Victoria Rosell, The Guardian

The rape acquittal sparked huge protests yet was in line with legislation. As a criminal court judge, I find this deeply unsettling.

Read the full article.

9) How French immersion has created a two-tier education system

Jeff Outhit, Waterloo Region Record

What if Ontario school boards had a program that let parents steer top students to elite classrooms, relegating others to classrooms that struggle?

They do. It's called French immersion and it's a popular program with many problems.

Read the full article.

10) Alexandria Ocasio-Cortez Wins as a Democratic Socialist With a 21st-Century Vision

John Nichols, The Nation

With a values-based campaign that championed Medicare for All and the abolition of ICE, the 28-year-old Latina beat a top Democratic incumbent.

Read the full article.

11) A Socialist Woman of Color Just Turned the Entire Democratic Party Upside Down

Kate Aronoff, In These Times

The experts were wrong. A 28-year-old democratic socialist woman of color—Alexandria Ocasio-Cortez—just unseated one of the most powerful Democrats in Congress, Joe Crowley, an incumbent who hadn’t faced a primary challenger since 2004 and was angling to become Speaker of the House. New York’s 14th District is 85 percent Democratic, meaning a Latina millennial calling for the abolition of ICE and the PROMESA board in Puerto Rico, Medicare for All, a federal job guarantee and a Marshall Plan to scale up renewable energy is almost surely heading to Congress.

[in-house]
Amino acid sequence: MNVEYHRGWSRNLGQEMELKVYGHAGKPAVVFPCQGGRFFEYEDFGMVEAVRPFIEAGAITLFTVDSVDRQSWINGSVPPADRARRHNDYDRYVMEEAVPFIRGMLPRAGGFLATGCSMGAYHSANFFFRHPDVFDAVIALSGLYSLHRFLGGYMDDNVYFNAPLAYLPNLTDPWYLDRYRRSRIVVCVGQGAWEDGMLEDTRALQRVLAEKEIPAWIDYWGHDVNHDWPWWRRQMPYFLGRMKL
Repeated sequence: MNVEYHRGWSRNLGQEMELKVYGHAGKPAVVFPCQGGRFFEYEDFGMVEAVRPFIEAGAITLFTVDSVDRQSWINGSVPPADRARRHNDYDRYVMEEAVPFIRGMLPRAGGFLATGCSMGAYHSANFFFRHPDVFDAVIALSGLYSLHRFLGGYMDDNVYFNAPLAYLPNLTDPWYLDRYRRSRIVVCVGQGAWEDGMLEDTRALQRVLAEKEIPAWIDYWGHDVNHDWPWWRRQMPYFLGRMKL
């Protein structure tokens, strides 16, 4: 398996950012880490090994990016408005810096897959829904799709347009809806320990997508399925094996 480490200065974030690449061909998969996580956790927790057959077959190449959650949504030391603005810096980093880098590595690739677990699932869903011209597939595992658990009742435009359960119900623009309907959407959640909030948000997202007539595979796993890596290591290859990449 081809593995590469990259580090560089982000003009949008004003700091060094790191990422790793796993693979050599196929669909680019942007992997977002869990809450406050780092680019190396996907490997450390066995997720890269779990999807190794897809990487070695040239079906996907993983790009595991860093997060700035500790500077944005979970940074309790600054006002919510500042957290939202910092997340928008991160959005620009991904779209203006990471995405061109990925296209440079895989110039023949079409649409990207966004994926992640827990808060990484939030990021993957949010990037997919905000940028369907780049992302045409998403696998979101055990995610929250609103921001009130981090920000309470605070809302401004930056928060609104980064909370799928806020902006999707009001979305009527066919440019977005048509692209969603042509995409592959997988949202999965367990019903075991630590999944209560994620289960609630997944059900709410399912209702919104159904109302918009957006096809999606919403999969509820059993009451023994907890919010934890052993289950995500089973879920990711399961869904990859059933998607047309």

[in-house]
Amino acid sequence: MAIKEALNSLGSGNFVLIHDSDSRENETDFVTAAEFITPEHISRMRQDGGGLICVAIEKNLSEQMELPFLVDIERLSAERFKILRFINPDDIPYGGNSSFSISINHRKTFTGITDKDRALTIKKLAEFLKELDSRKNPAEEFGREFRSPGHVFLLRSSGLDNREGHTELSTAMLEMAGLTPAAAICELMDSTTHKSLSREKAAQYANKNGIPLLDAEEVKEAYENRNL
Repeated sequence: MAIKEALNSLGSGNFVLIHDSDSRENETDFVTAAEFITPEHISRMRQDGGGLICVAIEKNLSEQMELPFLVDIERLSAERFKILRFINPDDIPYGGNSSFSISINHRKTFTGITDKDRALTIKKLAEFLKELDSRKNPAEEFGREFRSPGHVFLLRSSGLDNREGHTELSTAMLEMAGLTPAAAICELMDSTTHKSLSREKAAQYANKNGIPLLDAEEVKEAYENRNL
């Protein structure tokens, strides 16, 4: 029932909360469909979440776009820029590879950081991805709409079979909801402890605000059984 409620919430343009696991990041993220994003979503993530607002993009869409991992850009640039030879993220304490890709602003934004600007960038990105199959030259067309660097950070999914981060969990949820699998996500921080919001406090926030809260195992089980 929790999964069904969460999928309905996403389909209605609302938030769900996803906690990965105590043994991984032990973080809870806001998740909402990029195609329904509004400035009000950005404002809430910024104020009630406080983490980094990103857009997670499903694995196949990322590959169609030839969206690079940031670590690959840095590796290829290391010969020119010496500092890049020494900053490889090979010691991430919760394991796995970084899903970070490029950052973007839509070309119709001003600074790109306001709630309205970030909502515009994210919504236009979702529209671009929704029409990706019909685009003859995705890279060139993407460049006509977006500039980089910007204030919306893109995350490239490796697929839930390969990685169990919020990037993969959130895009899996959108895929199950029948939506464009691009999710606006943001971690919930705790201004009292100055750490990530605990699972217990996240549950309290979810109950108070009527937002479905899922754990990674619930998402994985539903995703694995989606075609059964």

Read the full article.


Ryan Grim, The Intercept

Power is as much an illusion as a reality. A politician with millions in the bank and the support of every local Democratic Party chair may be exposed as just a guy with a few rich friends. Politicians are nothing if not savvy about survival, and they have read the meaning of Tuesday night’s upset. They can lock down every big donor and every key endorsement and they can still be beaten, because people still vote — and there is still some democracy left.

Read the full article.

13) US makes the list of top 10 most dangerous countries for women

Aris Folley, The Hill

A survey of 548 experts polled by the Thomson Reuters Foundation has found that the United States is the 10th most dangerous country in the world for women.